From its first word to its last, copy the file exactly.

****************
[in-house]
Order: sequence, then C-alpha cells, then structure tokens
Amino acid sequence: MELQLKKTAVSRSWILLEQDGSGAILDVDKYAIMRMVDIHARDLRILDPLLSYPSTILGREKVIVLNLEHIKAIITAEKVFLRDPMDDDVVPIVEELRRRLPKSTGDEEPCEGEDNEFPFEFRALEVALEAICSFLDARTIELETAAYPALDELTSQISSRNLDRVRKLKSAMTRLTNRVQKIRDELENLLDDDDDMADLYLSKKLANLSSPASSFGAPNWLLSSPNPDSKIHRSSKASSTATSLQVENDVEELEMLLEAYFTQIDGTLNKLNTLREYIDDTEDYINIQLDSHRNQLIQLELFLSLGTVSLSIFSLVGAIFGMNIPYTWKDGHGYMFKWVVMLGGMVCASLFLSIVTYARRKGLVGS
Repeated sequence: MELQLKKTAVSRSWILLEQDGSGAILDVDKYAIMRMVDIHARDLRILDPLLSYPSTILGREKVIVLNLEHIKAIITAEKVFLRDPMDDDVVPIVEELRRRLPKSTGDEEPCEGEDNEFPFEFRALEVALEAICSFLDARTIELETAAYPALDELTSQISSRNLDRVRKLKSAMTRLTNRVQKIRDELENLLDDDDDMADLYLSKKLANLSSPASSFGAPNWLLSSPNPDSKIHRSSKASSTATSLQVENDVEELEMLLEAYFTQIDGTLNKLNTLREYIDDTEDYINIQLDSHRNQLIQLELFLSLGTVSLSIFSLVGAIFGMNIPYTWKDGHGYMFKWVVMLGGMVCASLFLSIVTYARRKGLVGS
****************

[in-house]
Order: sequence, then C-alpha cells, then structure tokens
Amino acid sequence: MELQLKKTAVSRSWILLEQDGSGAILDVDKYAIMRMVDIHARDLRILDPLLSYPSTILGREKVIVLNLEHIKAIITAEKVFLRDPMDDDVVPIVEELRRRLPKSTGDEEPCEGEDNEFPFEFRALEVALEAICSFLDARTIELETAAYPALDELTSQISSRNLDRVRKLKSAMTRLTNRVQKIRDELENLLDDDDDMADLYLSKKLANLSSPASSFGAPNWLLSSPNPDSKIHRSSKASSTATSLQVENDVEELEMLLEAYFTQIDGTLNKLNTLREYIDDTEDYINIQLDSHRNQLIQLELFLSLGTVSLSIFSLVGAIFGMNIPYTWKDGHGYMFKWVVMLGGMVCASLFLSIVTYARRKGLVGS
Repeated sequence: MELQLKKTAVSRSWILLEQDGSGAILDVDKYAIMRMVDIHARDLRILDPLLSYPSTILGREKVIVLNLEHIKAIITAEKVFLRDPMDDDVVPIVEELRRRLPKSTGDEEPCEGEDNEFPFEFRALEVALEAICSFLDARTIELETAAYPALDELTSQISSRNLDRVRKLKSAMTRLTNRVQKIRDELENLLDDDDDMADLYLSKKLANLSSPASSFGAPNWLLSSPNPDSKIHRSSKASSTATSLQVENDVEELEMLLEAYFTQIDGTLNKLNTLREYIDDTEDYINIQLDSHRNQLIQLELFLSLGTVSLSIFSLVGAIFGMNIPYTWKDGHGYMFKWVVMLGGMVCASLFLSIVTYARRKGLVGS